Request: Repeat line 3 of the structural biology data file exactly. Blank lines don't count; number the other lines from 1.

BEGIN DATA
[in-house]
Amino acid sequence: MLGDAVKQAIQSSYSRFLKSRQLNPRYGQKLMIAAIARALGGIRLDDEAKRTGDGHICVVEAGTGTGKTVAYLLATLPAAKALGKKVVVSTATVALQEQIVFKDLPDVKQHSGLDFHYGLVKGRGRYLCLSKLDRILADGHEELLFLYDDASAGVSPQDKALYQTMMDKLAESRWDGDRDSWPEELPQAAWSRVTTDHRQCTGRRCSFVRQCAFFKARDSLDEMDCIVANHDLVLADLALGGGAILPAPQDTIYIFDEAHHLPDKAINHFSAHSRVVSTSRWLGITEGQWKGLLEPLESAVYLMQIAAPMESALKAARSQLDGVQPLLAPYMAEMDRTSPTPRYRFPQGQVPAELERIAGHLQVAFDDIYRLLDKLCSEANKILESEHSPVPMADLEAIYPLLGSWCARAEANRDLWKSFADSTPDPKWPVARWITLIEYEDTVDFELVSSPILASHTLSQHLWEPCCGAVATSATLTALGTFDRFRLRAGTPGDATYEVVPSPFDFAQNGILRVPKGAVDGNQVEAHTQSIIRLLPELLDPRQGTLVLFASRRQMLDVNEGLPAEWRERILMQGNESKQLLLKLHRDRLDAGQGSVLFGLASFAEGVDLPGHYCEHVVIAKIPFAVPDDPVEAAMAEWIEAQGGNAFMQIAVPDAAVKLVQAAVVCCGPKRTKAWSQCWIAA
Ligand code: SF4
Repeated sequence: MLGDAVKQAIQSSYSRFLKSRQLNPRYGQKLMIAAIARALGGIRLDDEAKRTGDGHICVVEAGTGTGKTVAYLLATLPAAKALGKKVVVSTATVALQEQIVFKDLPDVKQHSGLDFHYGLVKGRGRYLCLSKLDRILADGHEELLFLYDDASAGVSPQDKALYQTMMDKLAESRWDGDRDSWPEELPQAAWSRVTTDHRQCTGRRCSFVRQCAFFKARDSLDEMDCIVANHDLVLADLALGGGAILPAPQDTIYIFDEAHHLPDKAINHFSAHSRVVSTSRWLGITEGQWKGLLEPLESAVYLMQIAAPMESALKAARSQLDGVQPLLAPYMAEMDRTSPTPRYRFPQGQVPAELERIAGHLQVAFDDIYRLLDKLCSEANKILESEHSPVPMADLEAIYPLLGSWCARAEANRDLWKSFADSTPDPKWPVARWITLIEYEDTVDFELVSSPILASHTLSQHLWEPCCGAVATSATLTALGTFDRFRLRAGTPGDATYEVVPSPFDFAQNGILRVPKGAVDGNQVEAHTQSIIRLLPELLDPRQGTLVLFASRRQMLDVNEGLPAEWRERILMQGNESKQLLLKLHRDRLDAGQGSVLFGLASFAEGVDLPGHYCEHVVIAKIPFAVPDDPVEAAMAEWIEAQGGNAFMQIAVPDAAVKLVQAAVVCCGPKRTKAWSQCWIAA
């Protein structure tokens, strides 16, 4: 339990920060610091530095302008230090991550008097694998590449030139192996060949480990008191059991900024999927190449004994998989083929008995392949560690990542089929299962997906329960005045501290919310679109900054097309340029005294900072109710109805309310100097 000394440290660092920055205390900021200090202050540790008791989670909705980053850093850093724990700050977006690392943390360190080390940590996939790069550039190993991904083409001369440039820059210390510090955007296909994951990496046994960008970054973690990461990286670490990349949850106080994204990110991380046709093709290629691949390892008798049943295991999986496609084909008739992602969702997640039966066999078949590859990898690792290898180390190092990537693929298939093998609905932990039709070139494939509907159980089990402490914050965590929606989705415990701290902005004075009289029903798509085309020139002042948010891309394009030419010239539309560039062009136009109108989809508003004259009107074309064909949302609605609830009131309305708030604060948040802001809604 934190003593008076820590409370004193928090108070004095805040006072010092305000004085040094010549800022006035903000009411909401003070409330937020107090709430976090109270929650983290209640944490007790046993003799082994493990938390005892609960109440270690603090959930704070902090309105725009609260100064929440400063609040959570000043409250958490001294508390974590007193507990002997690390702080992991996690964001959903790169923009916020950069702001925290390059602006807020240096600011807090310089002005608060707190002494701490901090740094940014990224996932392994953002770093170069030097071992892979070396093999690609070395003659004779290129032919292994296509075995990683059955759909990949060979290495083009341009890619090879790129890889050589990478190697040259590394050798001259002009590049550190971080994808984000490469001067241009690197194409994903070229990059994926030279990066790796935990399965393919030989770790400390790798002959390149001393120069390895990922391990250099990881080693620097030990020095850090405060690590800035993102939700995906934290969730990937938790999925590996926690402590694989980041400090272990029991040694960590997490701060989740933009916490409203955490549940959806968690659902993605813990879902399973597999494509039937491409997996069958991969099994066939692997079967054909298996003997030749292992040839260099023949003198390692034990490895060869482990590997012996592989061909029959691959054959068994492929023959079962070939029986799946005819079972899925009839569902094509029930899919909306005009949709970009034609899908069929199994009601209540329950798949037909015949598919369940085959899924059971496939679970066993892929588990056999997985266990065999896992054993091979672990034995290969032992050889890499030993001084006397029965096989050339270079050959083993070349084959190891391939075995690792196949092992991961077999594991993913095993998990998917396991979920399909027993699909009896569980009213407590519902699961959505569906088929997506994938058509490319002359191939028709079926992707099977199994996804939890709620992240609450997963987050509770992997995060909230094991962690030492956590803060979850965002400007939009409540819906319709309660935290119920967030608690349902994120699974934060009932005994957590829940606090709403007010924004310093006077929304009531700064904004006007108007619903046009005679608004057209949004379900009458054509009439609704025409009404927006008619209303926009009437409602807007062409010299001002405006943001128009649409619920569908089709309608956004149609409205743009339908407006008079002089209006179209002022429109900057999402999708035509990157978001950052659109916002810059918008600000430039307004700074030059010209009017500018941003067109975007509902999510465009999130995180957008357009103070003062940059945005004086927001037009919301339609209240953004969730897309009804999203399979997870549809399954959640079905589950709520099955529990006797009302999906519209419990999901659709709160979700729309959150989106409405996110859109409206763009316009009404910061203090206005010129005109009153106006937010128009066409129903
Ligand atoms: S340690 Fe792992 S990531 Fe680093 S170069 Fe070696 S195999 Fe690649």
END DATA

Ligand code: SF4